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LEGENDS | Culture & Arts from the Cradle of American Music

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Vanelli’s Bistro

Like Papa Vanelli used to make

By Meghan Holmes
Photographs by Marianne Todd

 

    Just as lunch time begins at his downtown Tupelo restaurant, Voz Vanelli walks through the back door, navigating a few crates of produce on a hand truck. Before checking on things in the kitchen, he greets a pair of musicians performing an acoustic version of Dolly Parton’s “Jolene” outside the front door.  “Those guys are great,” he comments, settling into a chair in the dining room. “They’re part of the vibe of the bistro, and we’re proud that they’re here.” In appearance, Vanelli is striking. With long hair and a beard, a flannel shirt and square black glasses, he could be the sound guy at your favorite local dive.


    Vanelli is also a musician (and a writer, among other talents). He opened this third incarnation of Vanelli's Bistro, a restaurant his father started in 1975 using his mother's recipes. The downtown location is the newest version after a 2014 tornado destroyed the previous location on North Gloster Street. The cypress ceiling beams and a pair of lion heads are the only surviving remnants of the former location.

 


     The space seats 40-60 and feels open and casual, with bright, animated menus and plenty of natural light. It’s a spot popular with business people or tourists looking for a quick lunch, offering whole pizza as well as pizza by the slice, salads, sandwiches and pasta. Popular pizzas include the Athenian, with a white sauce base, mozzarella, feta, Roma tomatoes and spinach, as well as the Grecian, with a house-made red sauce, mozzarella, feta, pepperoni, mushrooms and Greek peppers.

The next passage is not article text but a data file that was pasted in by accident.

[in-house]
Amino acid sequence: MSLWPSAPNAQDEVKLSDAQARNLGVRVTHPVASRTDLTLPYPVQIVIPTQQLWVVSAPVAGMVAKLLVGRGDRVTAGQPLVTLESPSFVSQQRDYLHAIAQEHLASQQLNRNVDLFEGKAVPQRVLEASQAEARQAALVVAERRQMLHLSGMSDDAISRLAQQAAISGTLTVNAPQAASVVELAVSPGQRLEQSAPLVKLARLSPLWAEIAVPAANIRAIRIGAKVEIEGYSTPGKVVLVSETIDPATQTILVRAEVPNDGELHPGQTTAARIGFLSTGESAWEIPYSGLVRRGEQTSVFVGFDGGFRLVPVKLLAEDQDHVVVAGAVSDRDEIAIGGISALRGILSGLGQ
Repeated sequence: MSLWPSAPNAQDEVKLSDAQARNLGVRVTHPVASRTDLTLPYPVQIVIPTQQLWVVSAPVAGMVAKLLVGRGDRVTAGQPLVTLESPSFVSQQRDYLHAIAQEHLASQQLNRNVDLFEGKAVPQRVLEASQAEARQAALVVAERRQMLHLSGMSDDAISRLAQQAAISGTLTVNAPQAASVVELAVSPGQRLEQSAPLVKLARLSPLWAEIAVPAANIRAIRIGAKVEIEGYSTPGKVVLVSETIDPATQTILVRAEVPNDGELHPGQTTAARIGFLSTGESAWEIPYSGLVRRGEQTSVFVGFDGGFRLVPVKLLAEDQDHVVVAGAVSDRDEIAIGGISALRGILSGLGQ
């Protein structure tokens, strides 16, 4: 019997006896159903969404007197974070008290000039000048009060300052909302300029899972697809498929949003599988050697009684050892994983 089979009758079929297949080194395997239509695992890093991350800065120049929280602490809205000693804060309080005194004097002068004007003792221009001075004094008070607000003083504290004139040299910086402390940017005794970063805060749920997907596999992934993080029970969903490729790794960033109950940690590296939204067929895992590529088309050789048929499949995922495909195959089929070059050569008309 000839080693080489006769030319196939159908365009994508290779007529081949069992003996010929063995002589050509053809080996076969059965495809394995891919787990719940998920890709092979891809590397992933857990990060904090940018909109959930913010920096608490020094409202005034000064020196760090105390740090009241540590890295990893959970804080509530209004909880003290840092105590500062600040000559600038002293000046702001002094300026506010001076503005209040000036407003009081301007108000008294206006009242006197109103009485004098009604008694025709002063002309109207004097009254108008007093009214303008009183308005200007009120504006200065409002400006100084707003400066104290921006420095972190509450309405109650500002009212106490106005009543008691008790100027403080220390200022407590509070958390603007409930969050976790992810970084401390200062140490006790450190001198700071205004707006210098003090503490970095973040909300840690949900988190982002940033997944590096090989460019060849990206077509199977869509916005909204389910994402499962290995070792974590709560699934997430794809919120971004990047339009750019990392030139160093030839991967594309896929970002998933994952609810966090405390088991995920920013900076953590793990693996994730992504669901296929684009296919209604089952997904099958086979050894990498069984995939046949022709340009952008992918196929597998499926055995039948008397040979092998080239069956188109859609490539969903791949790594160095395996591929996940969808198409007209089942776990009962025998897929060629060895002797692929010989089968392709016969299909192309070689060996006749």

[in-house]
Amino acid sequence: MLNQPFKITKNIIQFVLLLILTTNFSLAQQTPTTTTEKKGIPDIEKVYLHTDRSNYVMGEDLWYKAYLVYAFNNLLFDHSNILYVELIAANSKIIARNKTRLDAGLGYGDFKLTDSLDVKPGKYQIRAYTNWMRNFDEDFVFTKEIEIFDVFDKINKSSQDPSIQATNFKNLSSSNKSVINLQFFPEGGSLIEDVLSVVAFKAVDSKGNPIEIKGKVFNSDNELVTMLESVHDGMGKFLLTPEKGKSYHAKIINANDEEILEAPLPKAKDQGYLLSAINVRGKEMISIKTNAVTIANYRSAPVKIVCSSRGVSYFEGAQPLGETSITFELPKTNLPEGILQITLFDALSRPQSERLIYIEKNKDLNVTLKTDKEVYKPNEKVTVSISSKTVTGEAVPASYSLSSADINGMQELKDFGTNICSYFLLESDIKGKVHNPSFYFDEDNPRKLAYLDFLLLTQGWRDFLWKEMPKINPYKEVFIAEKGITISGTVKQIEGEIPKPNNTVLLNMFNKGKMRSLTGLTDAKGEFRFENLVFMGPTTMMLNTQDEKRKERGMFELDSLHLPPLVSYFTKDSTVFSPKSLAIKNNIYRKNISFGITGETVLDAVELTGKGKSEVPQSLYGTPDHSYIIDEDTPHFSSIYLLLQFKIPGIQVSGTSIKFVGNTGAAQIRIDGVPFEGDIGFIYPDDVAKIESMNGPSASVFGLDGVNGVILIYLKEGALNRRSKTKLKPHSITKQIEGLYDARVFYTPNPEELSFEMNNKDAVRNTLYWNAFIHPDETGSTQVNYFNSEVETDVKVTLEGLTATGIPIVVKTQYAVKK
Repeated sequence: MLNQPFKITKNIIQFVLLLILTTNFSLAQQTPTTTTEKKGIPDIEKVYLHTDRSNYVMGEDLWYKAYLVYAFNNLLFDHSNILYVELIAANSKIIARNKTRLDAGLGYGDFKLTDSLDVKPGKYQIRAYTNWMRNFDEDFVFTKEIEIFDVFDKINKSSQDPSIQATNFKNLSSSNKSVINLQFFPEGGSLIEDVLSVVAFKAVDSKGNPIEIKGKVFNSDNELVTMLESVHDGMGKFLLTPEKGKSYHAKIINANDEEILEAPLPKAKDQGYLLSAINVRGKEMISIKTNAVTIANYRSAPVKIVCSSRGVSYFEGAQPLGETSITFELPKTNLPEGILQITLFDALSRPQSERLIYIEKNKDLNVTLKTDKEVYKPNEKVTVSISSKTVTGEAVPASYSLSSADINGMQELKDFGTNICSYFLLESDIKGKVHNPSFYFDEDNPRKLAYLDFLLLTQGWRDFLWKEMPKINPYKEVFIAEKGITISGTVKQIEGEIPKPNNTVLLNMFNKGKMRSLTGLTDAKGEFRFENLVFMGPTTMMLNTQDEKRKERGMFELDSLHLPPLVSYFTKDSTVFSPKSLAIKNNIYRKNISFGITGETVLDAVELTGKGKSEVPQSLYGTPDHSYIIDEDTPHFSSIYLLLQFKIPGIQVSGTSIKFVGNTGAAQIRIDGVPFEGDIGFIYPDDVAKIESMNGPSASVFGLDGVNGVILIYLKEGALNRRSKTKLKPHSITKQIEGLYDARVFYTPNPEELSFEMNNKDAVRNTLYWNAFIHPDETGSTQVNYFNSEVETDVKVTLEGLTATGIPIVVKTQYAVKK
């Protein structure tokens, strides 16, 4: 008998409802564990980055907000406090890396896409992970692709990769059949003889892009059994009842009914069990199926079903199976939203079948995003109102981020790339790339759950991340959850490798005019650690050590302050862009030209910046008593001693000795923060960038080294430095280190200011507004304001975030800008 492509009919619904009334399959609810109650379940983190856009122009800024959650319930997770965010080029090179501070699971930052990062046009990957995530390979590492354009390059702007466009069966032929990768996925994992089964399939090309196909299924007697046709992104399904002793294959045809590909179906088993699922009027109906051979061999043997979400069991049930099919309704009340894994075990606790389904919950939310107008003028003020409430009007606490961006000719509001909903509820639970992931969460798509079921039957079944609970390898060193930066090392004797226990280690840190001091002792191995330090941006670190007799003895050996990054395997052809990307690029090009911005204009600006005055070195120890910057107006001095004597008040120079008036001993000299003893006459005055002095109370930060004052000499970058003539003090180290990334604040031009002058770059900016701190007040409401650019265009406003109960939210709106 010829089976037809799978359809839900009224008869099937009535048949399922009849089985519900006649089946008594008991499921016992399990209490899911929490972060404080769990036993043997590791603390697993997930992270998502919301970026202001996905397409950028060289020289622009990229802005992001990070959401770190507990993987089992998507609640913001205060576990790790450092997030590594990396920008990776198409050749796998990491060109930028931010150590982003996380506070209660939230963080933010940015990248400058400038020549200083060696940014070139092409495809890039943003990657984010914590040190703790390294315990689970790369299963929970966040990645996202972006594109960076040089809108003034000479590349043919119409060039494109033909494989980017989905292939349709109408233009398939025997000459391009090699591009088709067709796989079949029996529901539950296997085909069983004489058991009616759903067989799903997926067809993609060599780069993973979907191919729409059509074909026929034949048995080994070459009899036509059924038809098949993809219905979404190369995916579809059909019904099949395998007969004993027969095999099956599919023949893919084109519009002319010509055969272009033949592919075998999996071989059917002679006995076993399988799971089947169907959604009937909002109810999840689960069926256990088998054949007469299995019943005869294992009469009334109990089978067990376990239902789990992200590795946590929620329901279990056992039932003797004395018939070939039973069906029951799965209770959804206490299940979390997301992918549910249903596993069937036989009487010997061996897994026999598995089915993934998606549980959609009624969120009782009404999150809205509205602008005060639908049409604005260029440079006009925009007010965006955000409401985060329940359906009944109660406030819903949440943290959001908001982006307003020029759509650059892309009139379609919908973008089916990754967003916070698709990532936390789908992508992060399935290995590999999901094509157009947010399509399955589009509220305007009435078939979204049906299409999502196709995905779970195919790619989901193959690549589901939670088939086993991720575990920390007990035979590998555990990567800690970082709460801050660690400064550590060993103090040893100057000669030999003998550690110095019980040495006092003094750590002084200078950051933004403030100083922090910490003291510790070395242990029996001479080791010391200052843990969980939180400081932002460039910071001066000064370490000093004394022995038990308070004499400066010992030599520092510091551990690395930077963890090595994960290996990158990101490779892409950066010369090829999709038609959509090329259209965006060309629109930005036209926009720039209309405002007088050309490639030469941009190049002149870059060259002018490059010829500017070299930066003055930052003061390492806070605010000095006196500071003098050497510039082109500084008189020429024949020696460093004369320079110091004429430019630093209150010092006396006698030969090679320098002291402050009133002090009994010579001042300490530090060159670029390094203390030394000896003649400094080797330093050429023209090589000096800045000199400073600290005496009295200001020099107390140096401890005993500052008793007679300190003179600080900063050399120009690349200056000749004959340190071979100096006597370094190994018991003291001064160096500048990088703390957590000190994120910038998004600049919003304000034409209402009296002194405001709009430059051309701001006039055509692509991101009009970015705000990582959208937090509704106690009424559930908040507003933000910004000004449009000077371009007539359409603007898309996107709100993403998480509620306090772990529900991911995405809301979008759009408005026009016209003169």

“Everybody eats the Greek salad when they come to Vanelli’s,“ says longtime employee Carrie Bradley. “Is it my favorite? I don’t have a favorite. I can eat all of it, and I’ve been here 40 years at both locations. If you come back I’m still gonna be here, and I’m still gonna be eating everything.” 
    The Greek salad is simple and satisfying with a mix of iceberg lettuce and red cabbage as well as bell peppers, tomatoes, celery, pepperoncini, olives, feta and vinaigrette. “We’re about nutrient-rich foods,” Vanelli says. “The red cabbage in your salad has six times the amount of nutrients the same amount of green cabbage would have. We had a group of English tourists come in yesterday, and they said it was 'smashing,'” he laughs. 


    On a tour through the kitchen, Vanelli  samples two varieties of recently roasted chicken. “We’re experimenting with rubs, and this one’s not right yet,” he says, moving on to a giant cauldron bubbling with bone-in pieces of chicken. “We use this chicken as well as the broth in our tetrazzini, and we also boil our sausage. It cooks off the fat so that it doesn’t end up on the pizza.”